The optimum resuscitation fluid is still unclear, with the ongoing crystalloid/colloid debate, and choices are often influenced by local practices and physician preferences, as well as costs and availability. The use of albumin has undergone some scrutiny since the publication of a meta-analysis suggesting it was associated with increased mortality,(9) but other studies have not supported these findings(10) and the jury is still out on this issue. The place of blood transfusions has also undergone something of a rethink since Hebert et al suggested that a lower transfusion threshold (the haemoglobin value at which transfusion is normally indicated) than the previously widely accepted 10g/dl may be associated with improved outcomes.(11) However, anaemia is also associated with worse outcomes, and this is not a clear black-and-white situation. Indeed, a more recent multicentre observational study (the Sepsis Occurrence in Acutely Ill Patients: SOAP) does not suggest any link between blood transfusions and mortality, although this may be due to the now widespread use of deleukocyted blood, which has been shown to reduce post-transfusion infection rates.(12) Clearly, this is an area that requires further study before definitive guidelines can be established, but in general, with the possible exception of those with cardiovascular disease, patients may well tolerate, and even benefit from, lower haemoglobin levels than previously thought.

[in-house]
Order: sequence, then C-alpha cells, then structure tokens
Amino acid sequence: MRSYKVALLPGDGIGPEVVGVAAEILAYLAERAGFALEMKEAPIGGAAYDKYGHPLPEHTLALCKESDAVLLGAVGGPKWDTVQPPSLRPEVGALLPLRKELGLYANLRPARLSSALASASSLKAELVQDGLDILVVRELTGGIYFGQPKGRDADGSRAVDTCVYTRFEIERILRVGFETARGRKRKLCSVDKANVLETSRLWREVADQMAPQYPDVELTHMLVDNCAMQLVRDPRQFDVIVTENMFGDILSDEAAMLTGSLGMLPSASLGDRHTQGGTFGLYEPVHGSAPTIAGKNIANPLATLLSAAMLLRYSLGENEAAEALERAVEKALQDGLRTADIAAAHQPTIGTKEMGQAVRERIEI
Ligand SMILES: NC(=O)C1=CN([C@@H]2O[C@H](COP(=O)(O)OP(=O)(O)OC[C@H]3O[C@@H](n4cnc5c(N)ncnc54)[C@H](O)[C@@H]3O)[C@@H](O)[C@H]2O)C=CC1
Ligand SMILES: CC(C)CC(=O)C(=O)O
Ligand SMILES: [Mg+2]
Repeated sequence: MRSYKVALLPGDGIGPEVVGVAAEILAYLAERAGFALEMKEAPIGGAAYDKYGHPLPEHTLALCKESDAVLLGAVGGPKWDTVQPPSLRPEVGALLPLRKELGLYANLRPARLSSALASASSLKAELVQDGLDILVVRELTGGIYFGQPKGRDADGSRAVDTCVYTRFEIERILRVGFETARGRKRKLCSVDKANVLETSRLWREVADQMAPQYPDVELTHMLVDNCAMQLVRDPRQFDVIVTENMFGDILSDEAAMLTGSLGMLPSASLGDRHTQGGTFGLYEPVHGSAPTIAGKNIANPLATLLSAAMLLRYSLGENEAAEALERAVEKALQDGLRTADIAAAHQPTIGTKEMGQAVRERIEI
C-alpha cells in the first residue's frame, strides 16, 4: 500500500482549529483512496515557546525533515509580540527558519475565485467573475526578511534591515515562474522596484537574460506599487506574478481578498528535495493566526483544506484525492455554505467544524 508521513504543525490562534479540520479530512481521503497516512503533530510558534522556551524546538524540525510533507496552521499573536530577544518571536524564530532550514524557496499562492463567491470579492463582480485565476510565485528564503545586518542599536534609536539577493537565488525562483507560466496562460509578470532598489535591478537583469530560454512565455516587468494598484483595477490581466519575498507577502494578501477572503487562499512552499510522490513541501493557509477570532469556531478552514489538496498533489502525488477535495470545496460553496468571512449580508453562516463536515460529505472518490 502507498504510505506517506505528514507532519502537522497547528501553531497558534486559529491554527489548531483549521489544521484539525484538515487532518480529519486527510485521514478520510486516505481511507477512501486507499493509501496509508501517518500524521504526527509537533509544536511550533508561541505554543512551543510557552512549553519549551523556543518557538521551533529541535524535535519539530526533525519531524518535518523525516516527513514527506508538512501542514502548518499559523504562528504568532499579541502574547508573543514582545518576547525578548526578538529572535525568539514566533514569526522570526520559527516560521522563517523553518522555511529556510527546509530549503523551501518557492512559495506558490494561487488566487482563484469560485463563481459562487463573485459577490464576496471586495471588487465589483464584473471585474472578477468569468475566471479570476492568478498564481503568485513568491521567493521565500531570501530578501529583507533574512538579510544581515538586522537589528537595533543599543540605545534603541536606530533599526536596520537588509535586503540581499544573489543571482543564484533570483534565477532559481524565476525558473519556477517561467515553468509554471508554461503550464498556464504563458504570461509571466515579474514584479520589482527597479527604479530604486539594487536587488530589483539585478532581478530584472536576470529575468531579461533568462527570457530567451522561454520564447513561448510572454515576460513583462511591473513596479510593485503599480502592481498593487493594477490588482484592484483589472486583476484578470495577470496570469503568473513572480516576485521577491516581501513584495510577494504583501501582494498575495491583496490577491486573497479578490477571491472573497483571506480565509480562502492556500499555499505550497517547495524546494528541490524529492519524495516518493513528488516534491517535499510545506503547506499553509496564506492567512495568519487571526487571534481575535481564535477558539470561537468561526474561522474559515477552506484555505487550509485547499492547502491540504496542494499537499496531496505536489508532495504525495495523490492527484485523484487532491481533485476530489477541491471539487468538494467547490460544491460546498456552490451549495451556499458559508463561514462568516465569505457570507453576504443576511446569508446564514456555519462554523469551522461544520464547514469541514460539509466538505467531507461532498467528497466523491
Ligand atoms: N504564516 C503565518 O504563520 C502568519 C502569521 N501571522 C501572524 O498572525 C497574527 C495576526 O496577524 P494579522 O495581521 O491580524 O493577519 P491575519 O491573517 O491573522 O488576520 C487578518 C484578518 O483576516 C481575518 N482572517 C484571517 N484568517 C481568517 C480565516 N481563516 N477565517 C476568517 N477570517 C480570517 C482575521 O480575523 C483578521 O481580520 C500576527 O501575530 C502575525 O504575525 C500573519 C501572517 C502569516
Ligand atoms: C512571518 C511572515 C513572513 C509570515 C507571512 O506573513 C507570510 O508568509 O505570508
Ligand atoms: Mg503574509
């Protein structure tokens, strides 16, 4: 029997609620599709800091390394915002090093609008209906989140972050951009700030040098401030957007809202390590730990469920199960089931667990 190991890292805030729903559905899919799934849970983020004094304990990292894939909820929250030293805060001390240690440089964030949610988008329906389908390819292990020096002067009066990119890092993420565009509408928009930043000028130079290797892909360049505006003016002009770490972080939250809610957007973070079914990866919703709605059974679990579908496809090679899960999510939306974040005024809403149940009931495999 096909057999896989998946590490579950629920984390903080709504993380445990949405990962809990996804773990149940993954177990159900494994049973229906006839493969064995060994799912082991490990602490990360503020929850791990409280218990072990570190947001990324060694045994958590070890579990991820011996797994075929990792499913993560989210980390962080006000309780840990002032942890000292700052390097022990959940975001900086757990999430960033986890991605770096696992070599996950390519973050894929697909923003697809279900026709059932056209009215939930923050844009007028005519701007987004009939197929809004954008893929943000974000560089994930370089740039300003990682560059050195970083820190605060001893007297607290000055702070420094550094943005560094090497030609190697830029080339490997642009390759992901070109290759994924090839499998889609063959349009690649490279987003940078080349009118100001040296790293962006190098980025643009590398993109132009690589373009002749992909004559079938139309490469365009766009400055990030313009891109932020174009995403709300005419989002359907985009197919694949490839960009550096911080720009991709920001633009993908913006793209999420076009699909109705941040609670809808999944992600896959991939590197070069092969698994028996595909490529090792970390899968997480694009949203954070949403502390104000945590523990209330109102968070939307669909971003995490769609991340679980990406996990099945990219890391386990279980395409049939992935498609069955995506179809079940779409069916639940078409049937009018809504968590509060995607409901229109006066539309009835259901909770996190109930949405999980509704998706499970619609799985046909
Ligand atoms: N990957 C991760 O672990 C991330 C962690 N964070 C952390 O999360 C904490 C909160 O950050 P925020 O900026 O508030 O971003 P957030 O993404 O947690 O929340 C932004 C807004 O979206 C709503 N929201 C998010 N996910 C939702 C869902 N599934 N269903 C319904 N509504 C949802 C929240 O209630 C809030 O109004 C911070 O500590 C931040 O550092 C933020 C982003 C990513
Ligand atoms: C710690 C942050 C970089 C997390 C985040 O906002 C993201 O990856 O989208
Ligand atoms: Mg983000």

Most patients with septic shock will also require vasopressor agents, and the available catecholamines have also come under considerable scrutiny in recent years in an attempt to determine which, if any, is superior, in terms of restoring blood pressure and tissue perfusion. Dopamine is considered by many as the vasopressor of choice, increasing blood pressure but not at the expensive of the regional circulation.(13) However, others claim that norepinephrine is superior when used as a firstline drug.(14) In a recent clinical trial dopamine had a slightly better profile on the splanchnic circulation than norepinephrine, and epinephrine was associated with impaired splanchnic circulation.(15)